July 31, 2019

Exploring Pathways Into Early Education: Q&A with Kathy Glazer of the Virginia Early Childhood Foundation

By Bellwether

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Early educators spend all day building baby brains, setting them up for lifelong learning. You would think, then, that they would be supported and paid accordingly. But, as you already know if you’re a reader of Bellwether’s early childhood work, that’s not the case. Early educators actually make less than animal caretakers and desk clerks
The early childhood field is exploring alternative pathways to better compensate and prepare early educators. One such pathway is an early childhood apprenticeship, like the Registered Apprenticeship initiative offered in Virginia. To understand how this apprenticeship operates, I spoke with Kathy Glazer, the President of the Virginia Early Childhood Foundation (VECF), a key partner in the Registered Apprenticeship program.
This interview has been lightly edited for length and clarity.

Teachers from the ACCA Child Development Center in Annandale, Virginia are celebrated for their completion of early childhood registered apprenticeships at an event in Richmond in March 2019.

Let’s start with the basics. What is the registered apprenticeship and what is VECF’s involvement with it?
The Virginia Early Childhood Foundation leverages a partnership with the Virginia Department of Labor and Industry to facilitate and promote registered apprenticeships for early childhood educators. The program allows early childhood employers — specifically, child care directors — to designate early educator employees as apprentices, or be apprentices themselves.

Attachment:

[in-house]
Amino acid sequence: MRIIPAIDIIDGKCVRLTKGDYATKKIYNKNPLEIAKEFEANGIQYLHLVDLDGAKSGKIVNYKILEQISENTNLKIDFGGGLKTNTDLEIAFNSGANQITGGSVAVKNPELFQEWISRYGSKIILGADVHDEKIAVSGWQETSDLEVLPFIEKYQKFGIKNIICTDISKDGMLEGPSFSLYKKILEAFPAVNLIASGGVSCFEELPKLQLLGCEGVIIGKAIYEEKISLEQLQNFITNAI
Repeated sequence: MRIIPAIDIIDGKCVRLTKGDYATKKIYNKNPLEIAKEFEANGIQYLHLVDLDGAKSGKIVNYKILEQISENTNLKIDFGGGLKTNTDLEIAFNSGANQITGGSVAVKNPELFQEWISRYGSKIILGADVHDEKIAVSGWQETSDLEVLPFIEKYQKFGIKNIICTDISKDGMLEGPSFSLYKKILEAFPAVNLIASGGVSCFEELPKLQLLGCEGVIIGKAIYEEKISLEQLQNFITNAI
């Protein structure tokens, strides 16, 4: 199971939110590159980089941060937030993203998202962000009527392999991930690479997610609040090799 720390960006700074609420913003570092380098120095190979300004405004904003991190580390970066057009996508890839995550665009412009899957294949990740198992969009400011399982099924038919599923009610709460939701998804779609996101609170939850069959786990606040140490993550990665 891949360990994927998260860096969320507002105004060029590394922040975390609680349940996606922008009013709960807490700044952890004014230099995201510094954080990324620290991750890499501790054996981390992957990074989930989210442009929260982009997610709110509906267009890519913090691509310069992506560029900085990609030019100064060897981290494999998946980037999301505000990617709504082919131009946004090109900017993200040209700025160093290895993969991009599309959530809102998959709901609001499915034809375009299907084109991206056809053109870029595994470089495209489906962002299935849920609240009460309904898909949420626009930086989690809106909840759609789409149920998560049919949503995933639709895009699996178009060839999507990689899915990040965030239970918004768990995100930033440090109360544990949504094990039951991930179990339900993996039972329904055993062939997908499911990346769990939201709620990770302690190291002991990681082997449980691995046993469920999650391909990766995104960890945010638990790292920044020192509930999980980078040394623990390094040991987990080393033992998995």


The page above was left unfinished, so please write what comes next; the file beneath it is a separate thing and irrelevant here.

Apprentices complete a sequence of coursework and on-the-job training based on an individualized professional development plan. They need to complete a certain number of coursework hours; they receive college credit for those. They’re also paired, one-on-one, with a veteran staff member who mentors them and advises their on-the-job training. It takes about two years to go through the program. 
VECF’s role is to facilitate and shape implementation of the apprenticeship program. We identify potential participants and leverage an existing state-funded initiative, Project Pathfinders, to cover the cost of the required college coursework (tuition, fees, textbooks, etc.) so that there’s no cost for apprentices or their employers.